A tender reminder that however vast our differences, we are bonded by the yearning to feel seen for who we are.
I’ve written before that every city needs a love letter. Though Meanwhile, in San Francisco: The City in Its Own Words (public library) by illustrator extraordinaire and frequent Brain Pickings contributor Wendy MacNaughton — who gave us the wonderful Lost Cat, one of the best books of 2013 — may be “about” a city, in the sense that the raw inspiration was drawn from the streets of San Francisco, it is really about the city, any city — about community, about subcultures and belonging, about the complexities of gentrification, about what it means to have individual dignity and shared identity.
Like a modern-day Margaret Mead armed with ink and watercolor, not a critic or commentator but an observer and amplifier of voice, MacNaughton plunges into the living fabric of the city with equal parts curiosity and compassion, gentleness and generosity, wit and wisdom, and emerges with a dimensional portrait painted with honesty, humor, and humility.
Beneath the individual stories — of the bus driver, of the hipsters, of the old men in Chinatown, of the librarian, of the street preacher — lies a glimpse of our shared humanity, those most vulnerable and earnest parts of the human soul that we often overlook and dismiss as we reduce people to their demographic and psychographic variables, be those race or gender or socioeconomic status or subcultural identification. Embedded in these simple, moving stories is MacNaughton’s tender reminder that there is no greater gift we can give each other than the gift of understanding, of looking and really seeing, of peering beyond the persona and into the person with an awareness that however different our struggles and circumstances may be, we are inextricably bonded by the great human longing to be truly seen for who we are.
We meet the Mission Hipsters, who might as well be the Williamsburg Hipsters*, or the Insert-Any-City’s-Neighborhood-That-Has-Become-Synonymous-With-Hipsters Hipsters, an affectionate portrait of the cultural trope, down to “hand-knit dog sweater #62″:
And speaking of dogs, any dog-lover would relate to MacNaughton when she writes, “I don’t know any of the dog owners’ names, but I know all their dogs.’”
Many of the stories, which were originally created for MacNaughton’s column Meanwhile in The Rumpus, are also a meditation on the realities, often tragicomic realities, of modern life:
Others offer a lens on the invisible and often misunderstood threads that hold a community together, like the board games people play on the sidewalks of Chinatown, any Chinatown.
We’re reminded, too, of the heartening resurgence of maker culture in the digital age.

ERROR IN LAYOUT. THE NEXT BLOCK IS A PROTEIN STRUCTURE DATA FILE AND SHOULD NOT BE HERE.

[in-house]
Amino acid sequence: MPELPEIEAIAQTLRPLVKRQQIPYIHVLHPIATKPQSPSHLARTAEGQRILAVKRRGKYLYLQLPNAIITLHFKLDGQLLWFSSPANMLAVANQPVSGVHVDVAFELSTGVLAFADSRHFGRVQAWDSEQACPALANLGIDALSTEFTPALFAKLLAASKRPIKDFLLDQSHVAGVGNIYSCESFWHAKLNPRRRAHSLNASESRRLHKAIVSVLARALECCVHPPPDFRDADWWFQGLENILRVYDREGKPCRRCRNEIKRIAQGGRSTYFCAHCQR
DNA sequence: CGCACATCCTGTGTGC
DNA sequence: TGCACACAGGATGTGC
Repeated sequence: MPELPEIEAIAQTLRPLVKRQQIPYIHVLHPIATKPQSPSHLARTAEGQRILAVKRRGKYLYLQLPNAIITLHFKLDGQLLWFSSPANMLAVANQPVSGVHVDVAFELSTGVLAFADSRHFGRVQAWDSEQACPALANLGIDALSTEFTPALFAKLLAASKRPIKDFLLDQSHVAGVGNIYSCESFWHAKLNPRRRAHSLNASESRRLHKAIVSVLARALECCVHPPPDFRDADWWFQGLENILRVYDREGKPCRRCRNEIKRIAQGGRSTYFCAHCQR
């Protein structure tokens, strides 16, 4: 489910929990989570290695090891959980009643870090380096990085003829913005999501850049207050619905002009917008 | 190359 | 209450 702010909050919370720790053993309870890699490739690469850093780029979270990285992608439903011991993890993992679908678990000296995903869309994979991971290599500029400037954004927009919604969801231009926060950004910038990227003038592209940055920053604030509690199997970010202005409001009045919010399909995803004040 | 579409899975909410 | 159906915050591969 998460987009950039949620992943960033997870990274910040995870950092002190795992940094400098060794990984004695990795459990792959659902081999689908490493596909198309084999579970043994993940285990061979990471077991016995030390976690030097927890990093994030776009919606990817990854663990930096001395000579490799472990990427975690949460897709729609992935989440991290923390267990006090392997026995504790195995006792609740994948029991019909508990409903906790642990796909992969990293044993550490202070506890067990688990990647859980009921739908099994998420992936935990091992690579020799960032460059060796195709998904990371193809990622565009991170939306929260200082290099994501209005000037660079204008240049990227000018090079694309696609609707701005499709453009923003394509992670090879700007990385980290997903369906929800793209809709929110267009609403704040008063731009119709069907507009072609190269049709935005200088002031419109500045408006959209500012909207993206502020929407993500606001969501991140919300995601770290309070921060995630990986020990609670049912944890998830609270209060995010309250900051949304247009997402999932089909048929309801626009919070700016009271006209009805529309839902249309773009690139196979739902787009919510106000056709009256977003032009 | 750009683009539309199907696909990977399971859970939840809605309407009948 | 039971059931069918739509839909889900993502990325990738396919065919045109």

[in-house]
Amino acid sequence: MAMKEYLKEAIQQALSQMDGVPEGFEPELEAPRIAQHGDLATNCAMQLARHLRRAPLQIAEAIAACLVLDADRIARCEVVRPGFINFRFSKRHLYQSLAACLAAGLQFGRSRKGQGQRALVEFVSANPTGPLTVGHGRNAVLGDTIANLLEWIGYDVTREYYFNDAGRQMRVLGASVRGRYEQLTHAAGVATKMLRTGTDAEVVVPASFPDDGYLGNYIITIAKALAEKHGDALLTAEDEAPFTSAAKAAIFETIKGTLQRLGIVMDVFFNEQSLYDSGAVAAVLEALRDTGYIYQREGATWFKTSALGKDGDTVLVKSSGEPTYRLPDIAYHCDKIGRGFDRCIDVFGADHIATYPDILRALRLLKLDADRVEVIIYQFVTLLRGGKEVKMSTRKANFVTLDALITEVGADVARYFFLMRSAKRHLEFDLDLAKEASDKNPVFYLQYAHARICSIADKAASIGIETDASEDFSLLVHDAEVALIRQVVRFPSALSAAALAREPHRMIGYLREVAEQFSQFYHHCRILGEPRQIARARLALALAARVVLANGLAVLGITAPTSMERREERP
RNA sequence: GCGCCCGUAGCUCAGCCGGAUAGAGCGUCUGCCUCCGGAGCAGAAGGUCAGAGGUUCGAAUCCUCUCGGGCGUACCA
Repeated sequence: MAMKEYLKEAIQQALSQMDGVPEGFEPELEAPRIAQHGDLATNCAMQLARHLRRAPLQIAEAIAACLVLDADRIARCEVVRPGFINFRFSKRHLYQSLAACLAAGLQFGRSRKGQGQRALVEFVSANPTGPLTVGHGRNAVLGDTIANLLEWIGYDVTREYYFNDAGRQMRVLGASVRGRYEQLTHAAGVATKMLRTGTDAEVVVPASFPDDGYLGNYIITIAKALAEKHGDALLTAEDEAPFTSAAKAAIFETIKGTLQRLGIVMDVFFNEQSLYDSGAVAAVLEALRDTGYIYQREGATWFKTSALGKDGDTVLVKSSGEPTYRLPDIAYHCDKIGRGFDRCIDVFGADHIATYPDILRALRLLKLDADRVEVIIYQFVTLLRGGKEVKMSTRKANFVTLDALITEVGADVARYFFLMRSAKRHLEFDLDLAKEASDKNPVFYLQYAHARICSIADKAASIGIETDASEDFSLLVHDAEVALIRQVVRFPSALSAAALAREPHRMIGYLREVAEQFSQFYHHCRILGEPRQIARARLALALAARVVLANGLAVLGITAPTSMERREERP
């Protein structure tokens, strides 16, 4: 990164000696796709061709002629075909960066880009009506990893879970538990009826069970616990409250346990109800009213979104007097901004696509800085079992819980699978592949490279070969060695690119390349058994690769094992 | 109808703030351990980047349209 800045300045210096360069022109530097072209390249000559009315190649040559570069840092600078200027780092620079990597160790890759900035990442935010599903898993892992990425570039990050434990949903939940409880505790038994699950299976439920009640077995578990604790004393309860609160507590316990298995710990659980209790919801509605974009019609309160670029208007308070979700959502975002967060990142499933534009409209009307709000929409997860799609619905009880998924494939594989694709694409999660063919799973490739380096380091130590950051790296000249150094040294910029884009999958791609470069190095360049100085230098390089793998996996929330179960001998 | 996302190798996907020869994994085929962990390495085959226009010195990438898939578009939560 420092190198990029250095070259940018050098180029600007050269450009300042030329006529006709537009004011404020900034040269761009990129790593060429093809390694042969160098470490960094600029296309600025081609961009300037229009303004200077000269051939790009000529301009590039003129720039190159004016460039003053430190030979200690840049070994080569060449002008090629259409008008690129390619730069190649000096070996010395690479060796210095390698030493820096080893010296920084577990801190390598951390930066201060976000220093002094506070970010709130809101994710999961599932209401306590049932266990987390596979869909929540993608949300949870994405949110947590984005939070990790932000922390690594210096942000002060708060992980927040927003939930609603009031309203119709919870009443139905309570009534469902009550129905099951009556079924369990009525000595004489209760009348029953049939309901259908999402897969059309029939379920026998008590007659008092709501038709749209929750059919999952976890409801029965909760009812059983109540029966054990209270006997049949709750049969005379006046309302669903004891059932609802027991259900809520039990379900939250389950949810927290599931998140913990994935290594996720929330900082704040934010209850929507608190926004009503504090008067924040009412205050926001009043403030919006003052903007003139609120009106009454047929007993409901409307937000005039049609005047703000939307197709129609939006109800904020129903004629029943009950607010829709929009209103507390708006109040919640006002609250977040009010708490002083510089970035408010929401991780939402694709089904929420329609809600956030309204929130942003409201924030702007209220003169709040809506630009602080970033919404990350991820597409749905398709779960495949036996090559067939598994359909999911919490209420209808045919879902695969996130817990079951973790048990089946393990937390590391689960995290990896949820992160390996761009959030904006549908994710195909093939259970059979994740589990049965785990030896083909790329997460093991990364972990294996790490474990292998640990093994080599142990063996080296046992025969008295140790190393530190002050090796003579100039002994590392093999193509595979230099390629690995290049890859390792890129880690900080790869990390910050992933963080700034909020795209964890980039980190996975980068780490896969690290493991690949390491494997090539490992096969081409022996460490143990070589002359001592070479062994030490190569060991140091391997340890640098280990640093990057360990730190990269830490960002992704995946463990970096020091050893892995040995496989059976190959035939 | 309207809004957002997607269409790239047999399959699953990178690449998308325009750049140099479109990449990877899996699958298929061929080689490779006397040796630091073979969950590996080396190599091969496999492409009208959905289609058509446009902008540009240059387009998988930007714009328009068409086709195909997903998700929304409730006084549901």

One of the most poignant stories is that of two intersections “a block away [yet] a universe away”: 5th and Mission streets on the one hand, a mecca for rapid gentrification and $6 soy lattes, and 6th and Mission on the other, a land of homelessness and produce scarcity. There are, MacNaughton writes, four types of people on 6th and Mission: residents of single-room occupancies, folks who sleep in a shelter and hang out on 6th street during the day, those who work on 6th street, and passers-by. On 5th and Mission, the four archetypes come from a different world: programmers, tourists, business people, and … Australians. (Among the book’s many gifts is MacNaughton’s penchant for infusing even the most uncomfortable of subjects with warm and amicable wit.)
Then there are the old-school Dolphin Club Swimmers, who plunge into the freezing waters of the Bay to swim alongside the dolphins as an eccentric yet immensely life-affirming antidote to the bystander quality of modern life.
But as a lover of libraries, I found the most heartwarming section to be the one about the San Francisco Public Library, where we meet Leah, “the first and only full-time social worker dedicated to a library, anywhere,” Charles, a formerly homeless man now employed at the library’s health and safety division, and the library’s colorful patrons, a microcosm of the city itself.
Mostly, however, Meanwhile is a gentle invitation to do as the title implies — pause and spend some time with those invisible, in-between moments that often slip unnoticed as we float in the trance of our big-plan-making lives. Because, after all, John Lennon was right when he sang that “life is what happens to you while you’re busy making other plans” in Double Fantasy. It is in those meanwhile-moments, captured in MacNaughton’s beautiful ink-and-watercolor illustrations, that the fantasy collapses and the dizzying vibrancy of reality springs to life.
Bonus joy: A number of the spreads from the book are available as prints.
Images courtesy of Wendy MacNaughton / Chronicle Books
* This illustration is the only one from the book not from the Rumpus series — it was originally created for a Bold Italic piece by Stuart Schuffman.
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